Postby rkennedy » Tue Apr 11, 2023 2:44 pm

THe DSII mast is 24'1". So the measurement is to the top of the deck?
Do you have a tabernacle on that mast?

Last year someone at the club told me to pull the pin to let the mast tilt back. I did this one race and it was a mistake. Tilting the mast aft is not the same as bending the mast so the top points aft.

I think GL is right get it close at the dock and then go sail it.
The real problem is finding that perfect 8 to 10 knot day, whenever I have time to do some tuning it is either too much wind or not enough wind.

This is from D&R marines website.
Daysailer Mast Complete w/all Hrdw less Rigging. This product is too large to ship UPS. Please call for freight pricing.Dimensions 2.12in. wide 2.84in Deep (Lengths are 24' 1" on D/S II and 24'7" on D/S I)
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Re: Tuning the mast on a DS II

Postby GreenLake » Tue Apr 11, 2023 3:11 pm

There are two things: location of center of effort, and mast bend.

Here's an image that shows the theoretical center of effort which needs to be balanced against the location of the center of lateral plane.

Image
(See discussion here)

Any method of bringing the mast top back will change the location of effort.

However, if you can induce a mast bend, you will pull the middle of the luff forward (between head and tack). That will flatten the sail. This also changes the location of center of effort, because it will bring the actual location of maximum force on sail forward. (Like many things in sailing, you don't always get a clean single response to any adjustment, but some mix).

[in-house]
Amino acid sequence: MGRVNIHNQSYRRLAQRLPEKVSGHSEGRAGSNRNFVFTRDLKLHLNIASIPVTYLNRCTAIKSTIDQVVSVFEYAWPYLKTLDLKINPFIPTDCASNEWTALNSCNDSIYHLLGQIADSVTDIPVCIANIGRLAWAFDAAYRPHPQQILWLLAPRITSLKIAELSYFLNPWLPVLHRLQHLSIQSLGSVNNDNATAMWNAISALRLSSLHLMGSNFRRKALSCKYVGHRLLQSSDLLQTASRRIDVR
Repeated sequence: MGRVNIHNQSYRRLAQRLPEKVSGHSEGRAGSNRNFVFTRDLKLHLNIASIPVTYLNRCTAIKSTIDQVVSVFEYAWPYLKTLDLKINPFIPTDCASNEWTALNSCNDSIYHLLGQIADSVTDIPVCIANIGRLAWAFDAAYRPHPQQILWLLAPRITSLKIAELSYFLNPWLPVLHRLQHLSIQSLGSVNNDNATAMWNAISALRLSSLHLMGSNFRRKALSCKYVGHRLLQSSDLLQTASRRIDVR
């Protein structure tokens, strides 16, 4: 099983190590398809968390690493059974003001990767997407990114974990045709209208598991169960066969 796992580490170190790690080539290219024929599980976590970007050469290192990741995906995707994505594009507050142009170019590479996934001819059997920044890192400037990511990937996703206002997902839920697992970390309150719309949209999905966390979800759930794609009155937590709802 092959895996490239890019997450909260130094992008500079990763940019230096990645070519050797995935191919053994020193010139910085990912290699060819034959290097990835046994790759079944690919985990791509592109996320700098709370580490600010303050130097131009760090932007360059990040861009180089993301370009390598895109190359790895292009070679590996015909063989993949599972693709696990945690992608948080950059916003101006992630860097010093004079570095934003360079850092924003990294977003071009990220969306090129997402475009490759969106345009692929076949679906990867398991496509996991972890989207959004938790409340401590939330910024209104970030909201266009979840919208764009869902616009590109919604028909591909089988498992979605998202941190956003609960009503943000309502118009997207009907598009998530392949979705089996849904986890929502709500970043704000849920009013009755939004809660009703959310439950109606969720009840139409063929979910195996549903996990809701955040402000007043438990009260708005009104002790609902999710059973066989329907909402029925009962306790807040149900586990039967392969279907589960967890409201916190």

MastBend.JPG
Mast bend for keel stepped and desk stepped mast
MastBend.JPG (21.18 KiB) Viewed 3207 times


In a DS the spreaders are swept back and they push the mast forward a bit, so does the boom, especially with pull from the vang (the latter also causes a downward/rear pull on the main top via the leech tension, the two work together). If you have a vang, sight up the mast as you engage it.

If the mast is keel stepped the partners are just a point against which the mast is braced, they don't interrupt any mast bend. Tabernacles are not as efficient in making the mast act as if it was continuous. The picture looks more like the one to the right. That's the reason why racers don't cut their mast: they want to have the best control of mast bend.

The other fixed point is the hounds (where the stays meet and hold the mast in a relatively fixed position).
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Re: Tuning the mast on a DS II

Postby pbobbitt » Tue Apr 11, 2023 6:08 pm

I measured the height of the mast from the base of the tabernacle.

Yeah, I've been sailing Flying Scots for a while, I have a good idea of what a sailboat is supposed to feel like if it's reasonably balanced. I've also been in a sailboat that has negative weather helm, and it can get a little nasty.

In all respects, the boat appears to a be pretty well cared for stock Daysailer, never been raced (the controls are very basic as described in the manuals, no extra holes drilled anywhere). It's honestly pretty clean.